How do I access factor treatment if I am visiting England for a short visit (less than 6 months)?

Hospital treatment is free to “ordinarily resident” people in the UK. To be considered ordinarily resident and entitled to free hospital treatment, you must be living in the UK on a lawful and properly settled basis for the time being. You may be asked to prove this. You cannot be considered ordinarily resident in the UK unless you have indefinite leave to remain or status under the EU Settlement Scheme.

If you’re not ordinarily a resident of the UK, you may be charged for NHS hospital treatment at 150% of the national NHS rate. However, some services and some individuals are free. Treatment in A&E departments remains free for all (not including emergency treatment if admitted to hospital as an in-patient or at a follow-up outpatient appointment, for which charges must be levied unless the overseas visitor is exempt).

Therefore, if you are on a ‘visitor visa’ or ‘visa for 6 months or less’, you should bring enough supply of your prescribed treatment from your home country to cover your treatment regime while in England. If you run out of your own factor supply and have a bleed in an emergency during your stay, you should attend an A&E department in a hospital that also has a haemophilia centre. You must inform the A&E staff about your bleeding disorder and instruct them to contact the haemophilia centre immediately to have you treated as quickly as possible. You may be charged for this treatment.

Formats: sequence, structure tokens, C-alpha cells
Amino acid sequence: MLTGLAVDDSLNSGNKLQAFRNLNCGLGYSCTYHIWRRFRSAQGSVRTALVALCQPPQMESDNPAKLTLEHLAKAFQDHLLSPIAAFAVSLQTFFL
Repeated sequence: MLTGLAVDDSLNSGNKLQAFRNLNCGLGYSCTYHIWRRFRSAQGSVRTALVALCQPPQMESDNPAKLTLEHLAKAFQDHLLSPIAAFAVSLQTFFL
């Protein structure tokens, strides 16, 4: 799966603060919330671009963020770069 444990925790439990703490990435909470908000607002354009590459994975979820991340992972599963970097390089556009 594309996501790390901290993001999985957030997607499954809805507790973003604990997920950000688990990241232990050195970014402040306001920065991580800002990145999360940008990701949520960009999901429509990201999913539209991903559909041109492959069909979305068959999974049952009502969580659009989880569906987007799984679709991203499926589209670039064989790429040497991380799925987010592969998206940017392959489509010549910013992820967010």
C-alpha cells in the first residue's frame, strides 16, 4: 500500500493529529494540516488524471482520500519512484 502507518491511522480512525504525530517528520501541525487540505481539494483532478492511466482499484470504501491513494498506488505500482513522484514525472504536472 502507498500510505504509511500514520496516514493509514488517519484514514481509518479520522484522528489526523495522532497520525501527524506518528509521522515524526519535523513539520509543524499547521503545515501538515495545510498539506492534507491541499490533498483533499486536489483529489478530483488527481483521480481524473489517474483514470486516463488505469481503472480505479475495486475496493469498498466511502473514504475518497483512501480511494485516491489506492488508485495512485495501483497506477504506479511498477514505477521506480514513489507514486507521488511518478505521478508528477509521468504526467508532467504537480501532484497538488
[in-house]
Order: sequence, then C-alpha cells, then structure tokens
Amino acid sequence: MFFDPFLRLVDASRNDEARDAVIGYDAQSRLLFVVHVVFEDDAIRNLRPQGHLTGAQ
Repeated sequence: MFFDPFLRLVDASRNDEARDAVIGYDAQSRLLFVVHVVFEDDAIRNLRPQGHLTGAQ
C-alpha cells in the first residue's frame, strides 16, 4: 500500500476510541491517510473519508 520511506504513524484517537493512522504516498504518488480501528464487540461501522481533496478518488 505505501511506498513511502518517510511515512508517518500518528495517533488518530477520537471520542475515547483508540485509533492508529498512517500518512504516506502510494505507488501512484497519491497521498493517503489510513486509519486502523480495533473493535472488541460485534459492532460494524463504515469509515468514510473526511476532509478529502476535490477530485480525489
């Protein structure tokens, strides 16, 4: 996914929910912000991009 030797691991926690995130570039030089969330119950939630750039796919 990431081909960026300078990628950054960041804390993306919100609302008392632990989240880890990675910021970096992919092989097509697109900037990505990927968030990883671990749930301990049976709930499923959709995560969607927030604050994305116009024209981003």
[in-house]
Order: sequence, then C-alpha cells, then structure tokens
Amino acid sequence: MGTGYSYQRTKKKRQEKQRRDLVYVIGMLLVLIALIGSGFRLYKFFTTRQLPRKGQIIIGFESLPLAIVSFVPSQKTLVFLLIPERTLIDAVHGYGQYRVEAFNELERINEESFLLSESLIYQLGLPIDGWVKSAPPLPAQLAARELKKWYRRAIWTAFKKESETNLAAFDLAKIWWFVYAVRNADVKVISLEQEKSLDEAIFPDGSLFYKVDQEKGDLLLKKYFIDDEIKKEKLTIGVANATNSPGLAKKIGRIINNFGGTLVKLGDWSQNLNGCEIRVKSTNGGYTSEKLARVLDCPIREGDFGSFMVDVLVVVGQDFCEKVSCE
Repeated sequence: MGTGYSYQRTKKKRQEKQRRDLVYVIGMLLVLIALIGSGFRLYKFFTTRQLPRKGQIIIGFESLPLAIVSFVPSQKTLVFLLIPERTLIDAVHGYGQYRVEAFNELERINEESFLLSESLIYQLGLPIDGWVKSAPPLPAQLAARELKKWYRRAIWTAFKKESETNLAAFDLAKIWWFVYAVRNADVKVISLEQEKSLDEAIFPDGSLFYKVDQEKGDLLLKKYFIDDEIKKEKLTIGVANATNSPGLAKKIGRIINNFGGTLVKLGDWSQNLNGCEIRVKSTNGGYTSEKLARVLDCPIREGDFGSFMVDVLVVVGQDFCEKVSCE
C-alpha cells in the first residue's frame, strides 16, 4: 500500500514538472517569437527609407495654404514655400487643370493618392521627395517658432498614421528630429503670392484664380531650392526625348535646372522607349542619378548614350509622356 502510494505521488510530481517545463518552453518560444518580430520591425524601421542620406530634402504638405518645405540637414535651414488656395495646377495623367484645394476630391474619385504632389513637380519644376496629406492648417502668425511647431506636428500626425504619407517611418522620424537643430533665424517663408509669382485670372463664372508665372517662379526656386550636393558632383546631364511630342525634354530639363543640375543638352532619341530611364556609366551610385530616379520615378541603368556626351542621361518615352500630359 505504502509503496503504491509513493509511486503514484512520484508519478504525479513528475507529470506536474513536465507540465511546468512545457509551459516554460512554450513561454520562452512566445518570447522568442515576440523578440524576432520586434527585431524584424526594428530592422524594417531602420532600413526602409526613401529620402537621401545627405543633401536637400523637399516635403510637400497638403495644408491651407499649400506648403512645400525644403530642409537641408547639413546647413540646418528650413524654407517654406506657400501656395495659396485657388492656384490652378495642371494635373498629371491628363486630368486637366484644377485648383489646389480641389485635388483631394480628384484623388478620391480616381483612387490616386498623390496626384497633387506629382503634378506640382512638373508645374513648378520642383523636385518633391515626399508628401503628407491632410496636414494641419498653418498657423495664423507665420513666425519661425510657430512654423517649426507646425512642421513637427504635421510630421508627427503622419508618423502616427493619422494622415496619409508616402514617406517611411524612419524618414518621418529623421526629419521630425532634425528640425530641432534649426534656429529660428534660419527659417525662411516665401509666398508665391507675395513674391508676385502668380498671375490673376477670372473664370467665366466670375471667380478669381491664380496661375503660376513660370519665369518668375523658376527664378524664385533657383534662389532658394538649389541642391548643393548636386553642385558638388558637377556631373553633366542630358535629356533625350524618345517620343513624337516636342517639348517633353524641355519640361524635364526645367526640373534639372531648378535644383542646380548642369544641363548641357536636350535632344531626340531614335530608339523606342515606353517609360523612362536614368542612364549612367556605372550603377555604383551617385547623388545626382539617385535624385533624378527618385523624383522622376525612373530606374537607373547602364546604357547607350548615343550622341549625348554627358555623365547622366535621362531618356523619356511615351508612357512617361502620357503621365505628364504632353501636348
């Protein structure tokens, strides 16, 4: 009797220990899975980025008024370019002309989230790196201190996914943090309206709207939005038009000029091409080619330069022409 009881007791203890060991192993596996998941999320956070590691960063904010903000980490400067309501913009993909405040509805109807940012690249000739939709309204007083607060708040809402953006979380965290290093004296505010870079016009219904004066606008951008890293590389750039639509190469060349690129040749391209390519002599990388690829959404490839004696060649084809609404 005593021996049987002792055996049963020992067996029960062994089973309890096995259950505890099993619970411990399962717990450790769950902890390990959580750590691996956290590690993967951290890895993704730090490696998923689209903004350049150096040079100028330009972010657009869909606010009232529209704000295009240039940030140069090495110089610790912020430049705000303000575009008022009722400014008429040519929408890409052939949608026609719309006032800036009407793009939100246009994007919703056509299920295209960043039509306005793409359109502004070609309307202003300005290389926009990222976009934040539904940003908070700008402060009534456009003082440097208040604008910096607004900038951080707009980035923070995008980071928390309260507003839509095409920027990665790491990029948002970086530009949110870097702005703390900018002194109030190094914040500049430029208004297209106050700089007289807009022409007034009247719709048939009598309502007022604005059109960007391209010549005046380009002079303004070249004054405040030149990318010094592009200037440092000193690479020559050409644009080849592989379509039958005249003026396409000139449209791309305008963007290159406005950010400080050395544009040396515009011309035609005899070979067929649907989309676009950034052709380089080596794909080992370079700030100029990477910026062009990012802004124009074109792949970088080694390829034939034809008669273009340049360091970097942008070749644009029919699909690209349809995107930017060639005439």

Please remember always to have your EHIC, PRC or S2 if you are a visitor from the EU, even if you’re a former UK resident. The EHIC covers treatment that becomes medically necessary during a visit. It will allow the UK to recover the cost of your care from your country of residence. You should have personal medical travel insurance during your visit, even if you’re a former UK resident. This is very important for pre-existing medical conditions. Appropriate insurance means visitors may be able to recoup any treatment costs from their insurer, particularly repatriation costs or lost or stolen property, which the EHIC does not cover.

More information is available on NHS.UK.

To be entitled to free NHS hospital treatment in England, you must apply for a visa for longer than 6 months and pay the immigration health surcharge at the time of your VISA application (£624 per person per year or £470 per year for a student). You’ll still have to pay some charges, such as prescription or dental charges. This will also allow you to be referred to a haemophilia centre by your GP for regular treatment and care (a GP referral is required for all non-emergency hospital treatment), but referrals can take weeks, so you need to bring enough of your own supply with you. Please note you will have to pay for any chargeable treatment you receive before the start date of your VISA and if your VISA ends earlier than planned by the Home Office, you will be charged for any further NHS hospital treatment from that date on.

More information can be found in our Global Support Section.

Find out how to access healthcare, including planned treatment, in WalesNorthern Ireland or Scotland.